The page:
As the world's pre-eminent tennis tournament, Wimbledon is both costly and profitable and rain can do more than just ruin a day out. Delays and refunded tickets can hurt - just ask the England and Wales Cricket Board, which faces refunds of pounds 650,000 after the opening day of the second Ashes Test at Lord's was rained off last week. Fortunately, it's insured.
Insuring events against disruption or cancellation due to rain isn't limited to international events. Weather that keeps people at bay can ruin a village fete, a flower show or a country fair.
"We British are a little obsessed with the weather because it is so changeable," said John Lear, an underwriter at Eagle Star, which has been selling "Pluvius" rain insurance since 1920. "At the end of the day, that's why people insure."
The name Pluvius is Latin for rain, but Eagle Star also insures against events called off because of fog, low cloud, high winds and even lack of rain for fishing and other water sports. East coast folk, who see less bad weather on average than those in the west of the country, get cheaper insurance.
Other policies can be triggered by an agreed amount of rain falling over a specific period which could affect the attendance, profits or costs of an event. Rainfall can be measured at national weather centres, local water authorities or even by designated, independent people at the site - like the local police or vicar.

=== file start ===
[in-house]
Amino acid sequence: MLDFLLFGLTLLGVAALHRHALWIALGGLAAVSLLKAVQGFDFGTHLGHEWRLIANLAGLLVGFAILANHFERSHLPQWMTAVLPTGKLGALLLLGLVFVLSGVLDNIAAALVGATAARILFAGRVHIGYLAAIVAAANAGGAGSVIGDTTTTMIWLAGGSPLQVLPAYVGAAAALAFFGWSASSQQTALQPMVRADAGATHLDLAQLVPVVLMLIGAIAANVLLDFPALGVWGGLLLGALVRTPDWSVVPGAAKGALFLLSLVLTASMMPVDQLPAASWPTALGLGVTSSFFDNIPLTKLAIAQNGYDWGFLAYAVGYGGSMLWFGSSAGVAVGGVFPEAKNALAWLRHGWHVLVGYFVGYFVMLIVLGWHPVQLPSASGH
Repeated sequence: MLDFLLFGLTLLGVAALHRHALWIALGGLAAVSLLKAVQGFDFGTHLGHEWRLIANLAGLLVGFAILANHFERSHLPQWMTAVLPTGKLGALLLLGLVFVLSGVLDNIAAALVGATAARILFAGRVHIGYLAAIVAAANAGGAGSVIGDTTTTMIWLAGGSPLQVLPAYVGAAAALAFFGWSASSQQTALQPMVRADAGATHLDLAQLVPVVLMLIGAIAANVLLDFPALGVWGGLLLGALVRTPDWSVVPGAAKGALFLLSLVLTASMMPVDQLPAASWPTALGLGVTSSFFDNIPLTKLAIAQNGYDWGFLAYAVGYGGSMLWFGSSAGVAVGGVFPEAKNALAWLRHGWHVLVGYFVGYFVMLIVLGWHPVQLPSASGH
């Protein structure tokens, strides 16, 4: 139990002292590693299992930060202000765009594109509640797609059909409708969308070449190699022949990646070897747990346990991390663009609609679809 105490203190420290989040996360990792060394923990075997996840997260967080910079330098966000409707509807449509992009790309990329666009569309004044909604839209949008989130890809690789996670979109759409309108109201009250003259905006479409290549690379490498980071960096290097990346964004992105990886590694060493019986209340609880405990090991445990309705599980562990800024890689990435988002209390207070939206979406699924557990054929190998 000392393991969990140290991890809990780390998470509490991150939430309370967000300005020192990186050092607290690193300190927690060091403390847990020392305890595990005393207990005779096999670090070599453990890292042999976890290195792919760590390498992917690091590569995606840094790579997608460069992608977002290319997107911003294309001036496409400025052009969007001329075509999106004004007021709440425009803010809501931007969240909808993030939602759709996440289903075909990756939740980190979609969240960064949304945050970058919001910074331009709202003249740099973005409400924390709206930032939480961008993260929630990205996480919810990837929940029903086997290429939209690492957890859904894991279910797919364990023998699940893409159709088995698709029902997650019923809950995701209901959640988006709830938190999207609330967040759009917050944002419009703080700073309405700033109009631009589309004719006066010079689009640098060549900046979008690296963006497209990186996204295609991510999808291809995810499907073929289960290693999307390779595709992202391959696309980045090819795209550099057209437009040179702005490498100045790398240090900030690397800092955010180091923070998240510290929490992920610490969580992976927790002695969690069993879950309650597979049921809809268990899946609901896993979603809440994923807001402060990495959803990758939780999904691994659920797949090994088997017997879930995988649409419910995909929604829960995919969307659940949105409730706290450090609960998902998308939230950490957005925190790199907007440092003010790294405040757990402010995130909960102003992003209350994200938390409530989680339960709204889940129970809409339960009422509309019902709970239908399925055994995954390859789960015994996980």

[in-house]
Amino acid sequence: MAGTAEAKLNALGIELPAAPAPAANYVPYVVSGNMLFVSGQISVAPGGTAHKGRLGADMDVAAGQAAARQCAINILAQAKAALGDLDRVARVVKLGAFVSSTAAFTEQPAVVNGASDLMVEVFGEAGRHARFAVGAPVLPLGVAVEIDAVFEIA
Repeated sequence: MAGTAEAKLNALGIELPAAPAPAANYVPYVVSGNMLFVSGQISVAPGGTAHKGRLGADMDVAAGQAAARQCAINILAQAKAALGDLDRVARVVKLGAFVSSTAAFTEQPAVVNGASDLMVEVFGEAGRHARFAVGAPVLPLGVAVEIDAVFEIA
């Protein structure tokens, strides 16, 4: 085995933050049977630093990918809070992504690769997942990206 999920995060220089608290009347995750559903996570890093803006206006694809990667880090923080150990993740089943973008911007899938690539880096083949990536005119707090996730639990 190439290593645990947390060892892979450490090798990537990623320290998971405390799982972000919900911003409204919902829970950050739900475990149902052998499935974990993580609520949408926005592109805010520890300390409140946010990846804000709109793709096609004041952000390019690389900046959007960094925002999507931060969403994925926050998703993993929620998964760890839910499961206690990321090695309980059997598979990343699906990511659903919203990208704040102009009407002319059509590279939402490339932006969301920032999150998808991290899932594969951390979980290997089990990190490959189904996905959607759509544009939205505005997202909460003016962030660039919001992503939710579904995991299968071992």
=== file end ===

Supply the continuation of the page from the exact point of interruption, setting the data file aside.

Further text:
While recouping the costs - and even lost profits - won't make up for all the hours spent in preparation, it can soften the blow.
"In the last two or three years business has increased quite considerably," said Mr Lear. "Although annual weather has been improving, the unpredictability of the summer weather is still the same."
While Eagle Star requires a minimum of two weeks' notice during the summer months, some people arrange the insurance well in advance. "We are already receiving inquiries from organisers of outdoor Millennium celebrations," said Mr Lear.
While Wimbledon is insured against a washout, ticket-holders aren't so lucky. If there is no play on the day, many tickets get a full refund and if there is no play before 6pm they get half their money back. Under any other scenario, it's just tough luck.
Few refunds are paid in full - since 1920 only 10 days have been totally rained off.Reuse content